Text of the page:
Full Text Available Alopecurus myosuroides Huds. (black-grass has always been a major concern for cereal growers, and the development of herbicide resistance does not improve the situation. This review article summarizes the different traits involved in the dispersal pattern of herbicide resistant black-grass individuals within a susceptible field population. Therefore, the whole life cycle of black-grass is depicted from the seed to the seed. From the early vegetative development to the seed falling, every stage is described, taking into account how herbicide resistance can influence or exert a different impact compared to susceptible plants.

Maréchal, PY.

2012-01-01

353

Ensiling and hydrothermal pretreatment of grass: Consequences for enzymatic biomass conversion and total monosaccharide yields  

DEFF Research Database (Denmark)

Ensiling may act as a pretreatment of fresh grass biomass and increase the enzymatic conversion of structural carbohydrates to fermentable sugars. However, ensiling does not provide sufficient severity to be a standalone pretreatment method. Here, ensiling of grass is combined with hydrothermal treatment (HTT) with the aim of improving the enzymatic biomass convertibility and decrease the required temperature of the HTT. Results: Grass silage (Festulolium Hykor) was hydrothermally treated at temperatures of 170, 180, and 190°C for 10 minutes. Relative to HTT treated dry grass, ensiling increased the solubilization of dry matter (DM) during HTT and gave increased glucan content, but lower lignin in the insoluble fiber fraction. Ensiling improved glucose yields in the enzymatic hydrolysis of the washed solid fiber fraction at the lower HTT temperatures. At 170°C glucose yield improved from 17 to 24 (w/w)% (45 to 57% cellulose convertibility), and at 180°C glucose yield improved from 22 to 29 (w/w)% (54 to 69% cellulose convertibility). Direct HTT of grass at 190°C gave the same high glucose yield as for grass silage (35 (w/w)% (77% cellulose convertibility)) and improved xylan yields (27% xylan convertibility). The effect of ensiling of grass prior to HTT improved the enzymatic conversion of cellulose for HTT at 170 and 180°C, but the increased glucose release did not make up for the loss of water soluble carbohydrates (WSC) during ensiling. Overall, sugar yields (C6 + C5) were similar for HTT of grass and grass silage at both 170 and 180°C, but at 190°C the overall sugar yield was better for HTT of dry grass. Conclusions: This study unequivocally establishes that ensiling of grass as a biomass pretreatment method comes with a loss of WSC. The loss of WSC by ensiling is not necessarily compensated for by providing a lower temperature requirement for HTT for high enzymatic monosaccharide release. However, ensiling can be an advantageous storage method prior to grass processing. © 2014 Ambye-Jensen et al.; licensee BioMed Central Ltd.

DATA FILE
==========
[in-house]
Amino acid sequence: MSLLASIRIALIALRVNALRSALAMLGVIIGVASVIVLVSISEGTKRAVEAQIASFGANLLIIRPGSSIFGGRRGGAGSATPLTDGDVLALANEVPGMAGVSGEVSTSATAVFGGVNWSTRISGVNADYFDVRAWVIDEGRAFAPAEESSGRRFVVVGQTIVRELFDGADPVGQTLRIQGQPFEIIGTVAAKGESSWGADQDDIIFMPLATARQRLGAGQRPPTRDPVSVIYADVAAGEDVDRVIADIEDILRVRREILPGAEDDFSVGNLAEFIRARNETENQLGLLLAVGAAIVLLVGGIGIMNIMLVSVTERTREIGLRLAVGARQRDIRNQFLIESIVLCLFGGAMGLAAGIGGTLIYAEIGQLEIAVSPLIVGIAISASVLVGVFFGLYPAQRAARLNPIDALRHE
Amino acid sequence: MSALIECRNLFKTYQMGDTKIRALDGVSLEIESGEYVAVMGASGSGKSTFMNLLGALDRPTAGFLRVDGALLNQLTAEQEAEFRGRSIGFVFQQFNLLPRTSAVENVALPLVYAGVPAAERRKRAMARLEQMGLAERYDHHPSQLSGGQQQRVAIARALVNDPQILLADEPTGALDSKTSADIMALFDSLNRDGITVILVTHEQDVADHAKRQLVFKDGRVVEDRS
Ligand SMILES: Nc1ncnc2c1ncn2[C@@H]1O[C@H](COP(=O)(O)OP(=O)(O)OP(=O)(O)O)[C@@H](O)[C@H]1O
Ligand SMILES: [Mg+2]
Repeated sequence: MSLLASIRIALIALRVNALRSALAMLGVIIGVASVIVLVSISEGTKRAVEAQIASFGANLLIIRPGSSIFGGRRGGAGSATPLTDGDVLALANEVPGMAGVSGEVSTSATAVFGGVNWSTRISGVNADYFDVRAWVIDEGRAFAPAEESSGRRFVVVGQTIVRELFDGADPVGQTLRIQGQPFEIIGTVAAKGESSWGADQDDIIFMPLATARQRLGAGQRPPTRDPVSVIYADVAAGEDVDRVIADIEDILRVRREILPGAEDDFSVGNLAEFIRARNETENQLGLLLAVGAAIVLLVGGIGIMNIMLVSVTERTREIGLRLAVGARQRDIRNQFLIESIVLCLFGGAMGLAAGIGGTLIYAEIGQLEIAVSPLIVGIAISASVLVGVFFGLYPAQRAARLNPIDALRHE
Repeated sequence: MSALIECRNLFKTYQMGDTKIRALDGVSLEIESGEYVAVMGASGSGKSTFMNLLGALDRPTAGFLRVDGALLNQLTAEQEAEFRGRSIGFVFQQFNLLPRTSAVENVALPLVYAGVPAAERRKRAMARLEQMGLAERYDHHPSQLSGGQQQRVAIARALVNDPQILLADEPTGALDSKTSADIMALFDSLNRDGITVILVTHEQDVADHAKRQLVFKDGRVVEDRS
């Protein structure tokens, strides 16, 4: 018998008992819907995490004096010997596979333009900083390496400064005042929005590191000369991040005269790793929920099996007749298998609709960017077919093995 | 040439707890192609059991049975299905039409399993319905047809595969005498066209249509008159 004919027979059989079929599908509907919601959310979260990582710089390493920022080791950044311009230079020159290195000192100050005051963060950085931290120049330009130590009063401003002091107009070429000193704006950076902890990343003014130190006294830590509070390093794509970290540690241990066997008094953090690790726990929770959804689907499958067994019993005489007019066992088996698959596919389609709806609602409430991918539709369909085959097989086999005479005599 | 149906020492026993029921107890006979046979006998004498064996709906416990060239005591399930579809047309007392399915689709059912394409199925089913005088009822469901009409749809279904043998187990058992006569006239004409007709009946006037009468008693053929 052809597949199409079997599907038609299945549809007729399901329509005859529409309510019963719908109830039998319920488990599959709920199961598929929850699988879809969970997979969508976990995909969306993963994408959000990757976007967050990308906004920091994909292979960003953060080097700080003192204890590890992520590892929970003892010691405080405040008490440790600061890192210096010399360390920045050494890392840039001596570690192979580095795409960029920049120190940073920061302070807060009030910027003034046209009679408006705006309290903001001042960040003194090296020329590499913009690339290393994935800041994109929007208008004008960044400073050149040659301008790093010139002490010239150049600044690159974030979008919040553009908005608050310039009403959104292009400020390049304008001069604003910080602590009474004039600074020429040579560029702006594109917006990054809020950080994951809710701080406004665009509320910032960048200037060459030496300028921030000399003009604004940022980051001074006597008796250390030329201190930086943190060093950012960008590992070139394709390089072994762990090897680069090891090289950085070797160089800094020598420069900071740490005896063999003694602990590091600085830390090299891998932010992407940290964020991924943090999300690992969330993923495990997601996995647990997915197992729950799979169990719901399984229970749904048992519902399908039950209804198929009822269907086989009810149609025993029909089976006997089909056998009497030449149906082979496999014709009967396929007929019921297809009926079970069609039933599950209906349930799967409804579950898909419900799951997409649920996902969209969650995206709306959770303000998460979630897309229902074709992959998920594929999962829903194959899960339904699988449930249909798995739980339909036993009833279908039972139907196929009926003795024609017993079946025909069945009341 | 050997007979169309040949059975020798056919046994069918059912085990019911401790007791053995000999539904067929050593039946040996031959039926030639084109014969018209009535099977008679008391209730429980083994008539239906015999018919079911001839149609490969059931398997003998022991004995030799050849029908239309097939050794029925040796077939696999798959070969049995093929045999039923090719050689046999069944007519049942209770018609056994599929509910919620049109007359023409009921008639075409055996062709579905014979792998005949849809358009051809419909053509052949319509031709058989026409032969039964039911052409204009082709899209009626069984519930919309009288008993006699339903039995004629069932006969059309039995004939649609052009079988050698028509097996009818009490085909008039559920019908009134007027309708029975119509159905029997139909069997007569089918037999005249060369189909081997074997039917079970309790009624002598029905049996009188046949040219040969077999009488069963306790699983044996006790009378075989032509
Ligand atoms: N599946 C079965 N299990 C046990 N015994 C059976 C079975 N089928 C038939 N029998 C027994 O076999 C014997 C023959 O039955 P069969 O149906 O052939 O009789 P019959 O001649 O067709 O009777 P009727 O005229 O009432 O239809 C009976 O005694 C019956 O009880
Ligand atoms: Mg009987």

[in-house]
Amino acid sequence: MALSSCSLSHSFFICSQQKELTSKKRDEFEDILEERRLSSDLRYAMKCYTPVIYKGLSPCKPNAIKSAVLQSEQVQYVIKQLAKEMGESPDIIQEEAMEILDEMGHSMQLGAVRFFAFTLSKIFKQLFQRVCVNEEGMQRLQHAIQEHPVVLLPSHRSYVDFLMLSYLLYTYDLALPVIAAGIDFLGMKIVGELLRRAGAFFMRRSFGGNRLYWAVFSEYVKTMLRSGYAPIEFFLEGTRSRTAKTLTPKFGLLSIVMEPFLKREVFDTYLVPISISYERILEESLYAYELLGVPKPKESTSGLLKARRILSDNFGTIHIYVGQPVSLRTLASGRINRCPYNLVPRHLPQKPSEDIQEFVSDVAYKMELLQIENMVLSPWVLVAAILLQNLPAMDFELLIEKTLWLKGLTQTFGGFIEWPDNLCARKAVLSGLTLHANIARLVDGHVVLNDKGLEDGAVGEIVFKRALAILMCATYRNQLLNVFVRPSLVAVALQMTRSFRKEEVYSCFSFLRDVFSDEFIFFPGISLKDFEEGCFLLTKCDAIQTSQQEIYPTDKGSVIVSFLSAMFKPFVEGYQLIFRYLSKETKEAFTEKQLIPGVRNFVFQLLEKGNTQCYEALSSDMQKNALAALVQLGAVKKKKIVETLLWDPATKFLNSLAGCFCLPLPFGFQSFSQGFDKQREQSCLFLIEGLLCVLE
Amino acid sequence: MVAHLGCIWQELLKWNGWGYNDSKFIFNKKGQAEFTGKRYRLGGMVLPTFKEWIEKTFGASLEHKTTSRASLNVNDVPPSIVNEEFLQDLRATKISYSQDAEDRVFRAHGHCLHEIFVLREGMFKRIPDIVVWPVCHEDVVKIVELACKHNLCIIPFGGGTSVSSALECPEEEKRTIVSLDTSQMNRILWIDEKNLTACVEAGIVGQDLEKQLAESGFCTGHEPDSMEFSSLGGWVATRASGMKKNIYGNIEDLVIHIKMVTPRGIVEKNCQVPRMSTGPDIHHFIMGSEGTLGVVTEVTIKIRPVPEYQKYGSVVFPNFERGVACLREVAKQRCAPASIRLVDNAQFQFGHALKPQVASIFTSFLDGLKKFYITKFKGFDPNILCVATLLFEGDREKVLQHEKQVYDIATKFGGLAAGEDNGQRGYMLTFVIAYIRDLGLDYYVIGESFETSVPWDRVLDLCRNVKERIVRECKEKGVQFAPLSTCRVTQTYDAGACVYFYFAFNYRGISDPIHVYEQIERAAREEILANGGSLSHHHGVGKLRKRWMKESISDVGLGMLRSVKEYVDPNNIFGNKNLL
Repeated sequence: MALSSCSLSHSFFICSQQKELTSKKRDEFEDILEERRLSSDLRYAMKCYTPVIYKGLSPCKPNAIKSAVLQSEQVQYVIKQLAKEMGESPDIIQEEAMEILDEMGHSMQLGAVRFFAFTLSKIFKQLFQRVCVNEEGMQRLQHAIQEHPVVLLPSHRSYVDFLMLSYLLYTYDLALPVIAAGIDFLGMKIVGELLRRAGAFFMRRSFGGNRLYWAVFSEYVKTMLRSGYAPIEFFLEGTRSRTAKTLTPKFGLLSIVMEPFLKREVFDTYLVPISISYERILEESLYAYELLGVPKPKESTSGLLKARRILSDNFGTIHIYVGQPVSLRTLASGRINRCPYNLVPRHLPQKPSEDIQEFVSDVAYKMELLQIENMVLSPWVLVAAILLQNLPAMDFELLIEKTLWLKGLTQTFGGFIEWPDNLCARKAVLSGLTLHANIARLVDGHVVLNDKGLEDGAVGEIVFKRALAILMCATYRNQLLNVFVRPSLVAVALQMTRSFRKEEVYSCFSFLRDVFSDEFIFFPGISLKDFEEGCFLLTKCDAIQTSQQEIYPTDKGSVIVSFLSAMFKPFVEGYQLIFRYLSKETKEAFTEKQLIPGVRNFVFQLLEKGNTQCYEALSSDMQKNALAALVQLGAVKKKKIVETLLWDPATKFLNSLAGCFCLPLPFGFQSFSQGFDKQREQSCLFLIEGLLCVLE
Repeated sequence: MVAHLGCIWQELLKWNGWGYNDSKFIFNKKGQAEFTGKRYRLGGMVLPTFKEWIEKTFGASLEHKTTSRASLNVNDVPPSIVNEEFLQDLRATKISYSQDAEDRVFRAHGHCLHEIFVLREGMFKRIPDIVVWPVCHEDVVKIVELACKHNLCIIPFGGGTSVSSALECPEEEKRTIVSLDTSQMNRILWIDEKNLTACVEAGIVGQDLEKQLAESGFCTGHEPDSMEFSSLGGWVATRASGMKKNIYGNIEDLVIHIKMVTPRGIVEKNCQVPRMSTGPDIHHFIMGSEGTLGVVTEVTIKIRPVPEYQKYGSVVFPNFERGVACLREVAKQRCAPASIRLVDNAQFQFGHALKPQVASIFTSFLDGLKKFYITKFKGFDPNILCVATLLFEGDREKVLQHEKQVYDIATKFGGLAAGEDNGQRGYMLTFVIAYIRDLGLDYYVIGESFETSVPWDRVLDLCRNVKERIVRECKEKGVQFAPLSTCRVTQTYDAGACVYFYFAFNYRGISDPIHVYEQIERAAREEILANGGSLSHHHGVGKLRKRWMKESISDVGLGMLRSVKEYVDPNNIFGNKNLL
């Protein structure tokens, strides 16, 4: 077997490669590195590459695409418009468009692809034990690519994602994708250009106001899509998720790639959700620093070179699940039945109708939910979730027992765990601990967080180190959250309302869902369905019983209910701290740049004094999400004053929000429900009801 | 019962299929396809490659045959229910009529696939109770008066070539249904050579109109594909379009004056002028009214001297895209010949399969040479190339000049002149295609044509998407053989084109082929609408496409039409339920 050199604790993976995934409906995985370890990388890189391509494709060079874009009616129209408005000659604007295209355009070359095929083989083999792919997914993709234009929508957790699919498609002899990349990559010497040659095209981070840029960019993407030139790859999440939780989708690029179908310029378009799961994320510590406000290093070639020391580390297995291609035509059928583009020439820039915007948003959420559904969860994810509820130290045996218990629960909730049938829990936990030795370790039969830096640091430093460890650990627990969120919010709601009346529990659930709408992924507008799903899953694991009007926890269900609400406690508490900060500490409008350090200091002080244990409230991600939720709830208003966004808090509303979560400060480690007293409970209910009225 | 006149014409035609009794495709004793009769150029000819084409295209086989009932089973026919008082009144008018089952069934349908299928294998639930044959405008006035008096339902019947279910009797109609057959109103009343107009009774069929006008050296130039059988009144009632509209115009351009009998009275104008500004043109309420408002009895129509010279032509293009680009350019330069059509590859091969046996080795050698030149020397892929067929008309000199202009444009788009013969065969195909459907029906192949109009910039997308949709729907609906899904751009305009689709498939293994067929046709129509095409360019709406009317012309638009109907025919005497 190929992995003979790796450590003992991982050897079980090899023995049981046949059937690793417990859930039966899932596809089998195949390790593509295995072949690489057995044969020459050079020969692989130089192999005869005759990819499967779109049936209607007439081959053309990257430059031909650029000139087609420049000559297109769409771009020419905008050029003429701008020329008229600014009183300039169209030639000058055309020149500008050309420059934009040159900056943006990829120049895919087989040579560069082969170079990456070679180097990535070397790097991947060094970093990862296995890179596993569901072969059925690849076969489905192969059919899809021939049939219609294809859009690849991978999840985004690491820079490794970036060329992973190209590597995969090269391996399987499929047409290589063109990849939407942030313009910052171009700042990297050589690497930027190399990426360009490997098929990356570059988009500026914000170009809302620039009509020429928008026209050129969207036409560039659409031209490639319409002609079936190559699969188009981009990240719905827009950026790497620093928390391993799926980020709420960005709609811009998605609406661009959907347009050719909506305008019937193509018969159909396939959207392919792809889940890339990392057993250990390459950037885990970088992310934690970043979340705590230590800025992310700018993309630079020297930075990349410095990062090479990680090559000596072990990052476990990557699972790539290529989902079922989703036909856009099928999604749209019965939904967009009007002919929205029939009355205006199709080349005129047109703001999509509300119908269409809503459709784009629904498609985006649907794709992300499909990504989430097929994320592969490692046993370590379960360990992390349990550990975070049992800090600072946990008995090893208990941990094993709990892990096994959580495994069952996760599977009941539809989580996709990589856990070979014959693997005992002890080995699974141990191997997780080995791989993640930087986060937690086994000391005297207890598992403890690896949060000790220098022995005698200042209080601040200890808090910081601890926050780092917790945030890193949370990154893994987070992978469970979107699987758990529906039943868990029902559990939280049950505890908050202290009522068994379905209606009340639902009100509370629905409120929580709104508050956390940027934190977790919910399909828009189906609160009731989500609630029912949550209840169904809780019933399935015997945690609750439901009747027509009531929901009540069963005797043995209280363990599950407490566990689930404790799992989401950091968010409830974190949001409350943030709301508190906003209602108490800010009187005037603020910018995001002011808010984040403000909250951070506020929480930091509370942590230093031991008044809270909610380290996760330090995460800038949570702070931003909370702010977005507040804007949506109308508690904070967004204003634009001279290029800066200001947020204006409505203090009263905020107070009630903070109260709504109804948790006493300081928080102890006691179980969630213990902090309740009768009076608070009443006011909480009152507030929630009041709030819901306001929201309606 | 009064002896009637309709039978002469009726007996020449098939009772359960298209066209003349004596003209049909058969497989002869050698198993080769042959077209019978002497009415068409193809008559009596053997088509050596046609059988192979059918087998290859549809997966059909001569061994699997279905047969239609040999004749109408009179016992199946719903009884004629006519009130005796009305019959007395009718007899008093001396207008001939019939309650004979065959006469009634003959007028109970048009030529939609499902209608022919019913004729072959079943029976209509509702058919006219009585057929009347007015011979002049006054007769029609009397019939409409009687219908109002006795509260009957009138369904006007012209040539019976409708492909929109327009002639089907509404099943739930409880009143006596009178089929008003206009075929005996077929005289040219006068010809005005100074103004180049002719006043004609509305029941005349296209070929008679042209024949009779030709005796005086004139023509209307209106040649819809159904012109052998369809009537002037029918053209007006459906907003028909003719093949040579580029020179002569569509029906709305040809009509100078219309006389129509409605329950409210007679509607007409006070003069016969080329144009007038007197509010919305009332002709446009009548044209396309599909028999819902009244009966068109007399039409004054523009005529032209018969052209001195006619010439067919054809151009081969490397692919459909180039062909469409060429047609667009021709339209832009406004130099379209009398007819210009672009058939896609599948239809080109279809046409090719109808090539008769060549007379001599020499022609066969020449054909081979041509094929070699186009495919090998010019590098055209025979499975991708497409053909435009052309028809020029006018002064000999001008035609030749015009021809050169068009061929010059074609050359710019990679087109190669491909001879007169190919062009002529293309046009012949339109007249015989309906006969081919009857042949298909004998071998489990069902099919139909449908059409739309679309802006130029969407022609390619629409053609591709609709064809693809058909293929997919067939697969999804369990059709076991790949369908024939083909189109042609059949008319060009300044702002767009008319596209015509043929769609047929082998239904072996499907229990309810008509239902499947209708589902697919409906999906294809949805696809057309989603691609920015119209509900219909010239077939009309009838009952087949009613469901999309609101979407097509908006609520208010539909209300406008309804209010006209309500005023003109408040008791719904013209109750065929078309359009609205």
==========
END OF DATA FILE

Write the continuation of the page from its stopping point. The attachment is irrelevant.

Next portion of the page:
Ambye-Jensen, Morten; Johansen, Katja Salomon

2014-01-01

354

NUTRITIVE VALUE OF JUMBO GRASS (SORGHUM BICOLOUR SORGHUM SUDANEFE) SILAGE IN LACTATING NILI-RAVI BUFFALOES  

Digital Repository Infrastructure Vision for European Research (DRIVER)

This study was conducted to evaluate the feeding value of Jambo grass (Sorghum bicolour Sorghum sudanefe) silage as a replacement of conventional fodder (Jambo grass; JG) in the diet of lactating Nili Ravi buffaloes (Bubalus bubalis). Jumbo grass was ensiled with molasses (at 2% of fodder DM) on large scale in bunker silos for 30 days. Two experimental iso-nitrogenous and iso-energetic diets were formulated with 75:25% of forage to concentrate ratio on DM basis that contained 75% of JG fodde...

N A Tauqir, M. Sarwar

2009-01-01

355

Fire Control - A Conservation Tool for certain Medical Plants in Grass Hills Ecosystem, The Western Ghats.  

Science.gov (United States)